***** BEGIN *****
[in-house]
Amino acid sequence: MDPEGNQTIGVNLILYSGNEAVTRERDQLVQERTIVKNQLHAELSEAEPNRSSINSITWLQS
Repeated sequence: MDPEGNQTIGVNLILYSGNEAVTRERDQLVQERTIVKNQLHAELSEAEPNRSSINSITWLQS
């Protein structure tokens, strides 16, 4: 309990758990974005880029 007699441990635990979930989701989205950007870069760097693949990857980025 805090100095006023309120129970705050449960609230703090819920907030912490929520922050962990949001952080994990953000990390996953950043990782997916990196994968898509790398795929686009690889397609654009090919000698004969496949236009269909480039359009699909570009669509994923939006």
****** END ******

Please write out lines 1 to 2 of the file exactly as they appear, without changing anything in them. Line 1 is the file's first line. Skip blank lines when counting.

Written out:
[in-house]
Amino acid sequence: MDPEGNQTIGVNLILYSGNEAVTRERDQLVQERTIVKNQLHAELSEAEPNRSSINSITWLQS